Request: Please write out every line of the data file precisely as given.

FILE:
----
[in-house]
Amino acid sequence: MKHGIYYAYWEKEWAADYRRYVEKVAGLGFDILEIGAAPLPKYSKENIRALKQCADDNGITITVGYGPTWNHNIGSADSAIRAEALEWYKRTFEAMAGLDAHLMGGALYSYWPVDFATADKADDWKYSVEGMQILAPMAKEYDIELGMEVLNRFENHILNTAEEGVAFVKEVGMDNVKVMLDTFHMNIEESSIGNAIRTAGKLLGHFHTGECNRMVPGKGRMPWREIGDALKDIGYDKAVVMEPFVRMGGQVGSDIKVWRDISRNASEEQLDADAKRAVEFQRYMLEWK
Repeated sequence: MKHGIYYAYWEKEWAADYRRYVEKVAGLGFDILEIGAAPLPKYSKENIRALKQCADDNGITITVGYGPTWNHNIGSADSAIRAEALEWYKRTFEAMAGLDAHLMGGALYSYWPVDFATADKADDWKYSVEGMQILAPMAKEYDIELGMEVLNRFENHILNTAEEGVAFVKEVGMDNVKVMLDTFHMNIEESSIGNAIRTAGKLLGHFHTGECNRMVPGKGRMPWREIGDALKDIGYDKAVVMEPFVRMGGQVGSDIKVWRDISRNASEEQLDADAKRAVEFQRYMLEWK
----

[in-house]
Amino acid sequence: MKHGIYYAYWEKEWAADYRRYVEKVAGLGFDILEIGAAPLPKYSKENIRALKQCADDNGITITVGYGPTWNHNIGSADSAIRAEALEWYKRTFEAMAGLDAHLMGGALYSYWPVDFATADKADDWKYSVEGMQILAPMAKEYDIELGMEVLNRFENHILNTAEEGVAFVKEVGMDNVKVMLDTFHMNIEESSIGNAIRTAGKLLGHFHTGECNRMVPGKGRMPWREIGDALKDIGYDKAVVMEPFVRMGGQVGSDIKVWRDISRNASEEQLDADAKRAVEFQRYMLEWK
Repeated sequence: MKHGIYYAYWEKEWAADYRRYVEKVAGLGFDILEIGAAPLPKYSKENIRALKQCADDNGITITVGYGPTWNHNIGSADSAIRAEALEWYKRTFEAMAGLDAHLMGGALYSYWPVDFATADKADDWKYSVEGMQILAPMAKEYDIELGMEVLNRFENHILNTAEEGVAFVKEVGMDNVKVMLDTFHMNIEESSIGNAIRTAGKLLGHFHTGECNRMVPGKGRMPWREIGDALKDIGYDKAVVMEPFVRMGGQVGSDIKVWRDISRNASEEQLDADAKRAVEFQRYMLEWK